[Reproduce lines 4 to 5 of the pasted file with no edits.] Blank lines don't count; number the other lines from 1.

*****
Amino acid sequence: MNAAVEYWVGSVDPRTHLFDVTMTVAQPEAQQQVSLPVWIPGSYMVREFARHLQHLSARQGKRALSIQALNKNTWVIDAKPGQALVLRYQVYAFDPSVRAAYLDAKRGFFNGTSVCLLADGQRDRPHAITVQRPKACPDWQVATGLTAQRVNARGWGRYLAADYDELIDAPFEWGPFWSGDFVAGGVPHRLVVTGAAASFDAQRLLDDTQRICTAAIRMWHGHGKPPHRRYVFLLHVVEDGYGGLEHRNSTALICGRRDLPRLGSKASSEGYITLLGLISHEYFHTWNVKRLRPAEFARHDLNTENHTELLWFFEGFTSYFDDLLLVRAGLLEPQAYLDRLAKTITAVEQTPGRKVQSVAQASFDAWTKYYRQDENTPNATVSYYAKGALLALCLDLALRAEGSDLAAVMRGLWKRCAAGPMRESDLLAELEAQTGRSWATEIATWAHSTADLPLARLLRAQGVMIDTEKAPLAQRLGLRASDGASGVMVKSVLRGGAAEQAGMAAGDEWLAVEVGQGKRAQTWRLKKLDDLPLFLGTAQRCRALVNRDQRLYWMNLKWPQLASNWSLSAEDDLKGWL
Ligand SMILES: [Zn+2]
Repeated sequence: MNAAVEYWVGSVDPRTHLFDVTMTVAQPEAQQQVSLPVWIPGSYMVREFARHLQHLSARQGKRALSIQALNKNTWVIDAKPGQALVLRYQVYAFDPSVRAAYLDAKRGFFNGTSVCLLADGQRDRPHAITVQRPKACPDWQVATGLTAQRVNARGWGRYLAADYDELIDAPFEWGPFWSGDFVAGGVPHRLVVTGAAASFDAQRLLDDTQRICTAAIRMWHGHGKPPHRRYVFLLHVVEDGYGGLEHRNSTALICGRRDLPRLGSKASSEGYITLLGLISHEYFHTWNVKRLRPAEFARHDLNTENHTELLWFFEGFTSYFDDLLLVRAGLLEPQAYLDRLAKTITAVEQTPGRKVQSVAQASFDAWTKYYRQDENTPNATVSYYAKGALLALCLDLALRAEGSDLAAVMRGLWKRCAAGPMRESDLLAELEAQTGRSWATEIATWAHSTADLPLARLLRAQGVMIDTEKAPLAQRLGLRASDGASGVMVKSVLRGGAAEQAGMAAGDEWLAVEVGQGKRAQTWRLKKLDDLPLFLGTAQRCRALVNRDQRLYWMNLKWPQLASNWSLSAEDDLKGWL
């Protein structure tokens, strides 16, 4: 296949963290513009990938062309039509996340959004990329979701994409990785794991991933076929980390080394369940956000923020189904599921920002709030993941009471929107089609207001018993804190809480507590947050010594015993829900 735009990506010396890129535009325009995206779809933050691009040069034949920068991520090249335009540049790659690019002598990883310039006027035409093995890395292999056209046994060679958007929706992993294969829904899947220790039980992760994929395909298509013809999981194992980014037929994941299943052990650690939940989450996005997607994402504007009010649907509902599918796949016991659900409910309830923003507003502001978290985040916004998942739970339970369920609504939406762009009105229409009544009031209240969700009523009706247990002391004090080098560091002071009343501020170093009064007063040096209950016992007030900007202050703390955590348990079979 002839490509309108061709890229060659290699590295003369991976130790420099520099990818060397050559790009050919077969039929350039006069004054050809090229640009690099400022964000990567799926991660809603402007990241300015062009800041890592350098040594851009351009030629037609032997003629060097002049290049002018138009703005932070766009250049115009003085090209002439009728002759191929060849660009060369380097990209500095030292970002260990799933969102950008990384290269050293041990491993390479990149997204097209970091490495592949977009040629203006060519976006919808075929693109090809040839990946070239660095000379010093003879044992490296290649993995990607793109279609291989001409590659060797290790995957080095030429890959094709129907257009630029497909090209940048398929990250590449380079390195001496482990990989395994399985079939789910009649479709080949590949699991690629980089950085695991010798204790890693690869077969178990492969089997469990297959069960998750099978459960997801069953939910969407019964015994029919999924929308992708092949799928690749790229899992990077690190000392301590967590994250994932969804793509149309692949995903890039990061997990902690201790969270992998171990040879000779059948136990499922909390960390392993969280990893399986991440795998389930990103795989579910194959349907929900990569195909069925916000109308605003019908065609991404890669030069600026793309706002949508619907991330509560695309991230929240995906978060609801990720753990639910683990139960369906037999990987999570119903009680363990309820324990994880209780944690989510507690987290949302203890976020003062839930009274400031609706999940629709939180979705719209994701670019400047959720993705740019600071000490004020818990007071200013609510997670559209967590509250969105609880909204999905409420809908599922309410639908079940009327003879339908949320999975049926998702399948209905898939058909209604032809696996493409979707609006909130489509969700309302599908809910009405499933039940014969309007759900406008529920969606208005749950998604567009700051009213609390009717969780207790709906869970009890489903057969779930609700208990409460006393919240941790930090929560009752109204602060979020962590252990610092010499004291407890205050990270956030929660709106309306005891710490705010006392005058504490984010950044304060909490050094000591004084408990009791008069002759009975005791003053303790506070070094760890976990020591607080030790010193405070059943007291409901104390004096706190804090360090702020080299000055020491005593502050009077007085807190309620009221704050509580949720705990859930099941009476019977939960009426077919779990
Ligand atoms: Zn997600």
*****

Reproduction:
């Protein structure tokens, strides 16, 4: 296949963290513009990938062309039509996340959004990329979701994409990785794991991933076929980390080394369940956000923020189904599921920002709030993941009471929107089609207001018993804190809480507590947050010594015993829900 735009990506010396890129535009325009995206779809933050691009040069034949920068991520090249335009540049790659690019002598990883310039006027035409093995890395292999056209046994060679958007929706992993294969829904899947220790039980992760994929395909298509013809999981194992980014037929994941299943052990650690939940989450996005997607994402504007009010649907509902599918796949016991659900409910309830923003507003502001978290985040916004998942739970339970369920609504939406762009009105229409009544009031209240969700009523009706247990002391004090080098560091002071009343501020170093009064007063040096209950016992007030900007202050703390955590348990079979 002839490509309108061709890229060659290699590295003369991976130790420099520099990818060397050559790009050919077969039929350039006069004054050809090229640009690099400022964000990567799926991660809603402007990241300015062009800041890592350098040594851009351009030629037609032997003629060097002049290049002018138009703005932070766009250049115009003085090209002439009728002759191929060849660009060369380097990209500095030292970002260990799933969102950008990384290269050293041990491993390479990149997204097209970091490495592949977009040629203006060519976006919808075929693109090809040839990946070239660095000379010093003879044992490296290649993995990607793109279609291989001409590659060797290790995957080095030429890959094709129907257009630029497909090209940048398929990250590449380079390195001496482990990989395994399985079939789910009649479709080949590949699991690629980089950085695991010798204790890693690869077969178990492969089997469990297959069960998750099978459960997801069953939910969407019964015994029919999924929308992708092949799928690749790229899992990077690190000392301590967590994250994932969804793509149309692949995903890039990061997990902690201790969270992998171990040879000779059948136990499922909390960390392993969280990893399986991440795998389930990103795989579910194959349907929900990569195909069925916000109308605003019908065609991404890669030069600026793309706002949508619907991330509560695309991230929240995906978060609801990720753990639910683990139960369906037999990987999570119903009680363990309820324990994880209780944690989510507690987290949302203890976020003062839930009274400031609706999940629709939180979705719209994701670019400047959720993705740019600071000490004020818990007071200013609510997670559209967590509250969105609880909204999905409420809908599922309410639908079940009327003879339908949320999975049926998702399948209905898939058909209604032809696996493409979707609006909130489509969700309302599908809910009405499933039940014969309007759900406008529920969606208005749950998604567009700051009213609390009717969780207790709906869970009890489903057969779930609700208990409460006393919240941790930090929560009752109204602060979020962590252990610092010499004291407890205050990270956030929660709106309306005891710490705010006392005058504490984010950044304060909490050094000591004084408990009791008069002759009975005791003053303790506070070094760890976990020591607080030790010193405070059943007291409901104390004096706190804090360090702020080299000055020491005593502050009077007085807190309620009221704050509580949720705990859930099941009476019977939960009426077919779990
Ligand atoms: Zn997600």